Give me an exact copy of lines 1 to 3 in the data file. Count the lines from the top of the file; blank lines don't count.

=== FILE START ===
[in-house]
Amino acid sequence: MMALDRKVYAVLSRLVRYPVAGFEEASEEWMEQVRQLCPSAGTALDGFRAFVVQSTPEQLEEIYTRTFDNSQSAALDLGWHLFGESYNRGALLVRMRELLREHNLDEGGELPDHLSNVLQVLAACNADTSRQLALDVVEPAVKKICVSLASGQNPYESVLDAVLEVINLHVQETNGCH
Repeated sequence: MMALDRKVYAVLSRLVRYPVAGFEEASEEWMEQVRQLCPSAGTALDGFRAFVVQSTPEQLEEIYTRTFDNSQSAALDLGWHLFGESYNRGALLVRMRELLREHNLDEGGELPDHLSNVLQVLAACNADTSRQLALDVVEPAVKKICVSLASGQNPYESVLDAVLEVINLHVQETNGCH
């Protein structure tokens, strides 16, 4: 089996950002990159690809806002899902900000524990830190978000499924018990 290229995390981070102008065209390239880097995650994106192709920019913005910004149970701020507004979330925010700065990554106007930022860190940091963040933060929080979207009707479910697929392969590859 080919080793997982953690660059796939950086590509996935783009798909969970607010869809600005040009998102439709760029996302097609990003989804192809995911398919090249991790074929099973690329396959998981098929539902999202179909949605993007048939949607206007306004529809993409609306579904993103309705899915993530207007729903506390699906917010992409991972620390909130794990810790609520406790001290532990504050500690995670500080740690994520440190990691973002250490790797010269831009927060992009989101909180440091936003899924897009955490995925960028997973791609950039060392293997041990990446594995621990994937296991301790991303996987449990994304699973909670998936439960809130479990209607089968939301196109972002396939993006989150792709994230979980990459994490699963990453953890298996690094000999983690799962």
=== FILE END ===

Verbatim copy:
[in-house]
Amino acid sequence: MMALDRKVYAVLSRLVRYPVAGFEEASEEWMEQVRQLCPSAGTALDGFRAFVVQSTPEQLEEIYTRTFDNSQSAALDLGWHLFGESYNRGALLVRMRELLREHNLDEGGELPDHLSNVLQVLAACNADTSRQLALDVVEPAVKKICVSLASGQNPYESVLDAVLEVINLHVQETNGCH
Repeated sequence: MMALDRKVYAVLSRLVRYPVAGFEEASEEWMEQVRQLCPSAGTALDGFRAFVVQSTPEQLEEIYTRTFDNSQSAALDLGWHLFGESYNRGALLVRMRELLREHNLDEGGELPDHLSNVLQVLAACNADTSRQLALDVVEPAVKKICVSLASGQNPYESVLDAVLEVINLHVQETNGCH